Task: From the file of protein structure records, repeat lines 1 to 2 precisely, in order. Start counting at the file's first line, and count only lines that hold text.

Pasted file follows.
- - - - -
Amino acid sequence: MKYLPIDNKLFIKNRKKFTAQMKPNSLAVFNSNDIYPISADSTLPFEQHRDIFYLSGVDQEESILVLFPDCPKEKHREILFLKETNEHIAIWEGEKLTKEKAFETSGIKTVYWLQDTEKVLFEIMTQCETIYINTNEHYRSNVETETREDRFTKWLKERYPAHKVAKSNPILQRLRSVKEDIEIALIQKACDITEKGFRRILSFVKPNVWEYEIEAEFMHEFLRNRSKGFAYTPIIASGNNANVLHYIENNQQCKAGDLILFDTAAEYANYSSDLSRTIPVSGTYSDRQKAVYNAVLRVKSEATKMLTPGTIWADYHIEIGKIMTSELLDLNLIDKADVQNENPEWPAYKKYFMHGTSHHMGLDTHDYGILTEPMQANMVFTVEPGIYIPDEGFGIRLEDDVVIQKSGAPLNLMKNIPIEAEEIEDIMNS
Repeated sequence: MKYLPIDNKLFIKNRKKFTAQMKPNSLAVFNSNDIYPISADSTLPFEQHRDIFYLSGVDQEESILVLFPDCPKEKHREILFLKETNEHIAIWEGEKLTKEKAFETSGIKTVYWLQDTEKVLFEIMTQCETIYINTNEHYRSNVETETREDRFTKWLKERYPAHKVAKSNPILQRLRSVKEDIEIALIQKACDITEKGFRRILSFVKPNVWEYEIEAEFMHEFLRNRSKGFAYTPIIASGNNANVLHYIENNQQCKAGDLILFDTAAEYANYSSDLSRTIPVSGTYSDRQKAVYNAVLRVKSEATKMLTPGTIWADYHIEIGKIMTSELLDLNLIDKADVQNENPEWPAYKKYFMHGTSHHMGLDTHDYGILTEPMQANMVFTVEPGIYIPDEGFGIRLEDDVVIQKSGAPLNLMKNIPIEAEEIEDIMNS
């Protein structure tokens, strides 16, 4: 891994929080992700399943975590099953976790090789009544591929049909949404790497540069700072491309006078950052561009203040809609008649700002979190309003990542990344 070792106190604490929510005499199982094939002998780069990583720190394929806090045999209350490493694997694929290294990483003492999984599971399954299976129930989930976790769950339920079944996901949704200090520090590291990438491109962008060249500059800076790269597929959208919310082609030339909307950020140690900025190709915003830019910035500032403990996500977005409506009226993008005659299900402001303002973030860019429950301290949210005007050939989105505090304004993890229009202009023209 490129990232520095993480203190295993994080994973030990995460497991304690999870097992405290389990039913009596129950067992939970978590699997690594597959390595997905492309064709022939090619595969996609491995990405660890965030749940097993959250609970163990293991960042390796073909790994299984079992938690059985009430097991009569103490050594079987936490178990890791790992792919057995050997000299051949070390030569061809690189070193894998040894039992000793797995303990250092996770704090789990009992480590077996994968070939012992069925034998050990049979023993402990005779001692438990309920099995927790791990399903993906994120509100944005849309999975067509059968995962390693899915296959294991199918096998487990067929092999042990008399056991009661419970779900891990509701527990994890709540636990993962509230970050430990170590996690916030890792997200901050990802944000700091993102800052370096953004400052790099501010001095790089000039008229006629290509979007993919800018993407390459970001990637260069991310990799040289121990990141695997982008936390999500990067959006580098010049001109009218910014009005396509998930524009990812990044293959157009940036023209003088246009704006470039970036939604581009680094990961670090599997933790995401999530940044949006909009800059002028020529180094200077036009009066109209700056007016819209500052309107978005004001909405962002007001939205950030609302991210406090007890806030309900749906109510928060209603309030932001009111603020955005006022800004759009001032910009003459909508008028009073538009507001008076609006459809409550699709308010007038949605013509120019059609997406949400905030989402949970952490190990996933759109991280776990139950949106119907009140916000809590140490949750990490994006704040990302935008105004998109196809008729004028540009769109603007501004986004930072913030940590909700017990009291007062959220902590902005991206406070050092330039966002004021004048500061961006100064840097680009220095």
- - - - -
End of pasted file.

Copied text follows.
Amino acid sequence: MKYLPIDNKLFIKNRKKFTAQMKPNSLAVFNSNDIYPISADSTLPFEQHRDIFYLSGVDQEESILVLFPDCPKEKHREILFLKETNEHIAIWEGEKLTKEKAFETSGIKTVYWLQDTEKVLFEIMTQCETIYINTNEHYRSNVETETREDRFTKWLKERYPAHKVAKSNPILQRLRSVKEDIEIALIQKACDITEKGFRRILSFVKPNVWEYEIEAEFMHEFLRNRSKGFAYTPIIASGNNANVLHYIENNQQCKAGDLILFDTAAEYANYSSDLSRTIPVSGTYSDRQKAVYNAVLRVKSEATKMLTPGTIWADYHIEIGKIMTSELLDLNLIDKADVQNENPEWPAYKKYFMHGTSHHMGLDTHDYGILTEPMQANMVFTVEPGIYIPDEGFGIRLEDDVVIQKSGAPLNLMKNIPIEAEEIEDIMNS
Repeated sequence: MKYLPIDNKLFIKNRKKFTAQMKPNSLAVFNSNDIYPISADSTLPFEQHRDIFYLSGVDQEESILVLFPDCPKEKHREILFLKETNEHIAIWEGEKLTKEKAFETSGIKTVYWLQDTEKVLFEIMTQCETIYINTNEHYRSNVETETREDRFTKWLKERYPAHKVAKSNPILQRLRSVKEDIEIALIQKACDITEKGFRRILSFVKPNVWEYEIEAEFMHEFLRNRSKGFAYTPIIASGNNANVLHYIENNQQCKAGDLILFDTAAEYANYSSDLSRTIPVSGTYSDRQKAVYNAVLRVKSEATKMLTPGTIWADYHIEIGKIMTSELLDLNLIDKADVQNENPEWPAYKKYFMHGTSHHMGLDTHDYGILTEPMQANMVFTVEPGIYIPDEGFGIRLEDDVVIQKSGAPLNLMKNIPIEAEEIEDIMNS